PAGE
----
April 10 2018
Our top product picks for mother runners, just in time for you to make your wish list for Mother’s Day.
I have been a runner for most of my life. Since I was first introduced to the sport, the things that have motivated me to keep running for 28 years have evolved over time. Right now, I am 26 weeks pregnant–and, although I still consider myself a runner, I am choosing not to run through my pregnancy.
I have been active on social media for many years. I’ve watched women impressively run all through their pregnancies; some have even run marathons or half marathons while growing human beings inside their bodies. I never thought that I would run marathons when I became pregnant, but I did think I would want to run for as long as possible. However, it turns out I have zero desire to run.
Early on, my doctor said I was cleared to do any type of exercise I wanted, so long as I didn’t overexert myself. The only thing that he told me I couldn’t do was hike at altitude while on a recent trip to Colorado.
So, if I’m a runner and my doctor cleared me to run through my pregnancy, why did I decide not to run? And if I stop running for a full year or longer (Yikes! That sounds scary to put on paper.), can I still consider myself a runner?
Before I answer those questions, let’s back up a little and discuss how my reason for running has evolved over the years.
I started running in middle school and kept running throughout high school because running gave me something I had never experienced before. It allowed me to escape the discomforts of my personal life and enter a whole new world filled with endorphin highs. Running gave me a way to manage my depression even before I knew what or how to label what I was feeling.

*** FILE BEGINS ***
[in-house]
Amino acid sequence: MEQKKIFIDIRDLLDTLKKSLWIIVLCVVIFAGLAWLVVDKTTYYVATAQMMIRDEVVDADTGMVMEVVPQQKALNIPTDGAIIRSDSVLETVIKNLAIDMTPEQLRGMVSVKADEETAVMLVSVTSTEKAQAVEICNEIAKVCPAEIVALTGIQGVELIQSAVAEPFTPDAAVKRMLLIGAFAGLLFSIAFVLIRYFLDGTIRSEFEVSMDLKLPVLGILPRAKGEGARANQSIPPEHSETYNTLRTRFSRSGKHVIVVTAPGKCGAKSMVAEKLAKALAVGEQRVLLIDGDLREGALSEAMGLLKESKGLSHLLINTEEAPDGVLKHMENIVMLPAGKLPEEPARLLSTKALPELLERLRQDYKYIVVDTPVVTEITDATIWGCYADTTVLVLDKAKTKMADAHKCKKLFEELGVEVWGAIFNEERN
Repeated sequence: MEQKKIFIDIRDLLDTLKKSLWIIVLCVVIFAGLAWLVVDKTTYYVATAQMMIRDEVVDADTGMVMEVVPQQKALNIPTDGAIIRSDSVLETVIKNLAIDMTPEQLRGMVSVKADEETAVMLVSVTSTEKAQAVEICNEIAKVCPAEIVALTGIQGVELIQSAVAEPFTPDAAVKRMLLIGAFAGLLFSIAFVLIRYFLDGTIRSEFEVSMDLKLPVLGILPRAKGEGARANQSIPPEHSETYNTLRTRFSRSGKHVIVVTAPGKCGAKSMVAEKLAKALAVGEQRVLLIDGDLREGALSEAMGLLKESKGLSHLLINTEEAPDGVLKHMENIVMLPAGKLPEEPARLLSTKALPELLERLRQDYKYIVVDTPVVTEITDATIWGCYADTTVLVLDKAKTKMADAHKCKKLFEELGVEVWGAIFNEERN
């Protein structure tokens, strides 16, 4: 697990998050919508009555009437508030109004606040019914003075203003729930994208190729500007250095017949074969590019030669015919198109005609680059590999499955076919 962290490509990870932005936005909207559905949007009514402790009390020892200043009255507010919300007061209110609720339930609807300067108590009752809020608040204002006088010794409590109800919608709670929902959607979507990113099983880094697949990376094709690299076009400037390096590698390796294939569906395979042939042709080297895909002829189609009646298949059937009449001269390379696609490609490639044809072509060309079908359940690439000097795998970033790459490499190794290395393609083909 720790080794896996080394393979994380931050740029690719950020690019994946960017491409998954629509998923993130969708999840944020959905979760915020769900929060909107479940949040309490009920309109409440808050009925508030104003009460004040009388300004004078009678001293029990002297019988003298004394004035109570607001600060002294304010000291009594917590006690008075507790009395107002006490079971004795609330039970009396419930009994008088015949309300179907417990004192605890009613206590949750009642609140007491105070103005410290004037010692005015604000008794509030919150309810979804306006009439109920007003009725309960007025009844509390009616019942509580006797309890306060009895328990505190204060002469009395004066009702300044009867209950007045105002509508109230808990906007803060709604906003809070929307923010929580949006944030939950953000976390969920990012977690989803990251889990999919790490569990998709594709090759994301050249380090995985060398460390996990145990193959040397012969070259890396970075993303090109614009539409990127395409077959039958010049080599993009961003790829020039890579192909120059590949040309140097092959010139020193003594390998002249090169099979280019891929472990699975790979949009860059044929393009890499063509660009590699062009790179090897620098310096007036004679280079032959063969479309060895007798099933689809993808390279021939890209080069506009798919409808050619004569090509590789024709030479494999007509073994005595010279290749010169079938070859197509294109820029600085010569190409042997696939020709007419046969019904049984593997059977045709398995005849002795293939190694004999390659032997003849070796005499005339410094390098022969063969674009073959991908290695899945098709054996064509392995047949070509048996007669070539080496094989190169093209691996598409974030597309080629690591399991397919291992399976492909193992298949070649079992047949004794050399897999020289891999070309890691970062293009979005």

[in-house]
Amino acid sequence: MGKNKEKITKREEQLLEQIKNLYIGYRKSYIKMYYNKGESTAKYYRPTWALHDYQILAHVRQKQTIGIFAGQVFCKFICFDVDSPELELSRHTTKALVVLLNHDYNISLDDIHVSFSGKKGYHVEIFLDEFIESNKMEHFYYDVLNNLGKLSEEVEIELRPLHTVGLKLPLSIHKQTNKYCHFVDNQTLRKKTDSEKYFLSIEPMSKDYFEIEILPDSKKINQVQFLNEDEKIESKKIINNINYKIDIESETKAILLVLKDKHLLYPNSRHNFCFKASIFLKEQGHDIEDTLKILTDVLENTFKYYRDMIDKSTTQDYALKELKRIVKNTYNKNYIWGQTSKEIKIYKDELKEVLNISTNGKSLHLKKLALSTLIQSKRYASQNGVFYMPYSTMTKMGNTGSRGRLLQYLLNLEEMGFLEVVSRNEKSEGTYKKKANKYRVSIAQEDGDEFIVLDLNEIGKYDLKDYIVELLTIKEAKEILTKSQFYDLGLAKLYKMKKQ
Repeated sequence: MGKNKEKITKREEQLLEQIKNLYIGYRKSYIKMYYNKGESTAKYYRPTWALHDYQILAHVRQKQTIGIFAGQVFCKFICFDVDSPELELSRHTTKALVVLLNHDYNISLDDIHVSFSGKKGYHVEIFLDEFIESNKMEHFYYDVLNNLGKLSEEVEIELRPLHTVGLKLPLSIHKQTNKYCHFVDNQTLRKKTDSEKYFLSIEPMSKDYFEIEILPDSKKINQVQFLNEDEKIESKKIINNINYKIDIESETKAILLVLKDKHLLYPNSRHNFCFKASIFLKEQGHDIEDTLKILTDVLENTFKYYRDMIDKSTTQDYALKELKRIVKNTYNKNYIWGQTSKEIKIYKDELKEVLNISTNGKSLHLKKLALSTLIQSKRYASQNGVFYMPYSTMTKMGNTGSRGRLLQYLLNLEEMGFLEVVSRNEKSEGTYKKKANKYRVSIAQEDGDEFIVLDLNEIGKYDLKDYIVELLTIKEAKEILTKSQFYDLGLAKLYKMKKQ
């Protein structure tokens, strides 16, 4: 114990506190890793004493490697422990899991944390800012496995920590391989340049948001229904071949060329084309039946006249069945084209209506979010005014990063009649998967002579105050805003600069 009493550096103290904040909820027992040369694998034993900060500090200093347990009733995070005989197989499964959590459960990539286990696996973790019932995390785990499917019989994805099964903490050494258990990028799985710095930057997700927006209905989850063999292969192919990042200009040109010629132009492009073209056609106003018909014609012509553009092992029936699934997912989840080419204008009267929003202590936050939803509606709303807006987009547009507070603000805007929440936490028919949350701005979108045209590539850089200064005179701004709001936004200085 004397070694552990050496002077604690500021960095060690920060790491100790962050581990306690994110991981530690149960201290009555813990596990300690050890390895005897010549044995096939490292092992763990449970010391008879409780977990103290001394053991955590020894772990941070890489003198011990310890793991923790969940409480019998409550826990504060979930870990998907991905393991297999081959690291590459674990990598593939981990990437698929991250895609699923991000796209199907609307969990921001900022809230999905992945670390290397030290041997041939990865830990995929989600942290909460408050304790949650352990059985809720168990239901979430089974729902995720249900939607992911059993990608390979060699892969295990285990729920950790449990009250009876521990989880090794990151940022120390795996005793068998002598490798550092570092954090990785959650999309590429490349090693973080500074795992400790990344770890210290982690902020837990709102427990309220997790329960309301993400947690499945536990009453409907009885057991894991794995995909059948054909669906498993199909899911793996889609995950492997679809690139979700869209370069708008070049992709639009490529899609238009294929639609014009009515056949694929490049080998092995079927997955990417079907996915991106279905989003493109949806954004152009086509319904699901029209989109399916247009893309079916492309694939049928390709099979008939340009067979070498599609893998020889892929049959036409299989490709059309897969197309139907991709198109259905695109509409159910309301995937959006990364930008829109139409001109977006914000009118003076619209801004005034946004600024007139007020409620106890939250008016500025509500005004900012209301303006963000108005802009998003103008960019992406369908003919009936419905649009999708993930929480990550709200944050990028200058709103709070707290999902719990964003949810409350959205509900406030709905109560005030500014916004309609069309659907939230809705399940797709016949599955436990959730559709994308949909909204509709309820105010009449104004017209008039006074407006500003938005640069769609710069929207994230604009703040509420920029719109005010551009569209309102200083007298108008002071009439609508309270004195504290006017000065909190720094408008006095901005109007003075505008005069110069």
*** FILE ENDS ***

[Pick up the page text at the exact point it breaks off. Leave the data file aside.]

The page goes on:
When I had more time to run after college, I decided to train for my first marathon. But my running habits at the time were fueled by my disordered thinking. I ran greater and greater mileage, hoping that running would once again be the cure for what ailed me. It turned out lots of therapy and self-love were the cure, not running excessively.
After recovering from my mental health issues, I ran because it gave me joy. I ran without any specific goals or with any races on the calendar; I ran because I wanted to run. I ran because running made me feel like my best self.
At some point down the road, I had the urgent desire to find out if I could push myself and train hard enough to qualify for the Boston Marathon. My running became goal-oriented and my physical and mental training was driven by the desire to meet my goal. (Which I did!)
Feeling satisfied with my own running, my coaching clients became my focus. I still ran, but I didn’t run for time goals or for myself. The goals of my clients became my only running goals.
This leads us to present day. For the first time since I started running, I didn’t have the motivation to run. I still love running and coaching other runners–and I cried my eyes out when Shalane Flanagan won the 2017 TCS New York City Marathon–but I myself am not running.
I ran a little during the first two months of my pregnancy before I decided I didn’t want to continue. I felt okay on those runs; nothing eventful happened. I just no longer had the desire to run. So, instead of pressuring myself to do something I thought I should do, or to do what I see other pregnant runners do by continuing to run, I gave myself permission to put running on hold.
Putting a pause on an activity I’ve been doing for most of my life has been strange. There’s still a part of me that looks at other women who choose to run during their pregnancies that thinks, “I really should be doing that, too.” But I’m not going to allow myself to compare myself to others. I am giving myself permission to make the choice to stop running for now. And I know that I will run again–I just don’t know when.
So, am I still a runner? Absolutely. I am just a runner on a break. I know I’ll get back to running when the time is right. And I know that I’ll find a new reason to love running as I enter the next phase of my running “career” and life.